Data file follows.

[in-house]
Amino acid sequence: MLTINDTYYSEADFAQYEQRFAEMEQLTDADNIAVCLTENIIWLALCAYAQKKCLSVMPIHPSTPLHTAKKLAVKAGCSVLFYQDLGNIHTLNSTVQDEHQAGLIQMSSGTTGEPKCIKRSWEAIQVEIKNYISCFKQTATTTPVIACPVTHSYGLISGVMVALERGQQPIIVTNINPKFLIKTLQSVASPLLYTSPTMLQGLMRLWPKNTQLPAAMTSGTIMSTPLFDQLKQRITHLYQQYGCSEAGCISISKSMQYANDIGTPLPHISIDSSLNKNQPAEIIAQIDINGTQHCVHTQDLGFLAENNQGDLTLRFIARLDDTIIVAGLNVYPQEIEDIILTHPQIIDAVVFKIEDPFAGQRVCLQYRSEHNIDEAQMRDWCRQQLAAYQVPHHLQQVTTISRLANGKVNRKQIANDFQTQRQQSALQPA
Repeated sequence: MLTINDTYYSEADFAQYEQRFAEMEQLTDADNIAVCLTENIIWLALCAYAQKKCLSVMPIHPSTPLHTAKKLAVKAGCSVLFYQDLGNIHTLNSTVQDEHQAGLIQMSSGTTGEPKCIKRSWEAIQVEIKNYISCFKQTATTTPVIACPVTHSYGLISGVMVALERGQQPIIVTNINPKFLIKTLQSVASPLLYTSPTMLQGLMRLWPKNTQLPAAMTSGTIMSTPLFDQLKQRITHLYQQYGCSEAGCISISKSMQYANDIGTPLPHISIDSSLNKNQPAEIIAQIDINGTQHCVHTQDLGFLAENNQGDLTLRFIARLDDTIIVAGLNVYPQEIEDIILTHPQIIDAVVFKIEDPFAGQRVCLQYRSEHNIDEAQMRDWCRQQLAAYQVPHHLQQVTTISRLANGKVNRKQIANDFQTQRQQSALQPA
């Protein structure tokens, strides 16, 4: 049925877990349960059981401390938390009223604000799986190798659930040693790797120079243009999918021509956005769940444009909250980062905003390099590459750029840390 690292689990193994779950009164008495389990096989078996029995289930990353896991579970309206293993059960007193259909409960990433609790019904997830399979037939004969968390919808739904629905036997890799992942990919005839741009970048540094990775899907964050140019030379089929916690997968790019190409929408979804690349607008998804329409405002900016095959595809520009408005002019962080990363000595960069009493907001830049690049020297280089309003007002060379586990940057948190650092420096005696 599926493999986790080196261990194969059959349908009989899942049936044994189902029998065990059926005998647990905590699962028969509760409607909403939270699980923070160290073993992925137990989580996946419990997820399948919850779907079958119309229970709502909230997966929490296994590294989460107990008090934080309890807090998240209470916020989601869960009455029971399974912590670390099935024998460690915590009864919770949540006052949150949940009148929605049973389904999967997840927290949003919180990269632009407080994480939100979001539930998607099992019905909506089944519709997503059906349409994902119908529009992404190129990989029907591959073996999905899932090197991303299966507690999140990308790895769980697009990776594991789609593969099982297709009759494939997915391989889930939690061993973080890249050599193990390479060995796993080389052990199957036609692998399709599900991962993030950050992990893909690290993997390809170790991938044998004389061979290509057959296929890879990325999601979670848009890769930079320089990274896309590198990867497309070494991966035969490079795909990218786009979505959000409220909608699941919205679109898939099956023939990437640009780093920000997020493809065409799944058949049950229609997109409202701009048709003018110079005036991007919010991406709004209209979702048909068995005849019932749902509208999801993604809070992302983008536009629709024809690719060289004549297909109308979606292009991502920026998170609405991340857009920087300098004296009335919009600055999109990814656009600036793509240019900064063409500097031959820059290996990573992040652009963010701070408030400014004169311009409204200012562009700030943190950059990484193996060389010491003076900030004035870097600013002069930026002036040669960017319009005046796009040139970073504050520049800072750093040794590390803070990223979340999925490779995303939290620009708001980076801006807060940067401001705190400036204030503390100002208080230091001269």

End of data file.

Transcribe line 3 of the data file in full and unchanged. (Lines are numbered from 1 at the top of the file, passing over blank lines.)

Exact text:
Repeated sequence: MLTINDTYYSEADFAQYEQRFAEMEQLTDADNIAVCLTENIIWLALCAYAQKKCLSVMPIHPSTPLHTAKKLAVKAGCSVLFYQDLGNIHTLNSTVQDEHQAGLIQMSSGTTGEPKCIKRSWEAIQVEIKNYISCFKQTATTTPVIACPVTHSYGLISGVMVALERGQQPIIVTNINPKFLIKTLQSVASPLLYTSPTMLQGLMRLWPKNTQLPAAMTSGTIMSTPLFDQLKQRITHLYQQYGCSEAGCISISKSMQYANDIGTPLPHISIDSSLNKNQPAEIIAQIDINGTQHCVHTQDLGFLAENNQGDLTLRFIARLDDTIIVAGLNVYPQEIEDIILTHPQIIDAVVFKIEDPFAGQRVCLQYRSEHNIDEAQMRDWCRQQLAAYQVPHHLQQVTTISRLANGKVNRKQIANDFQTQRQQSALQPA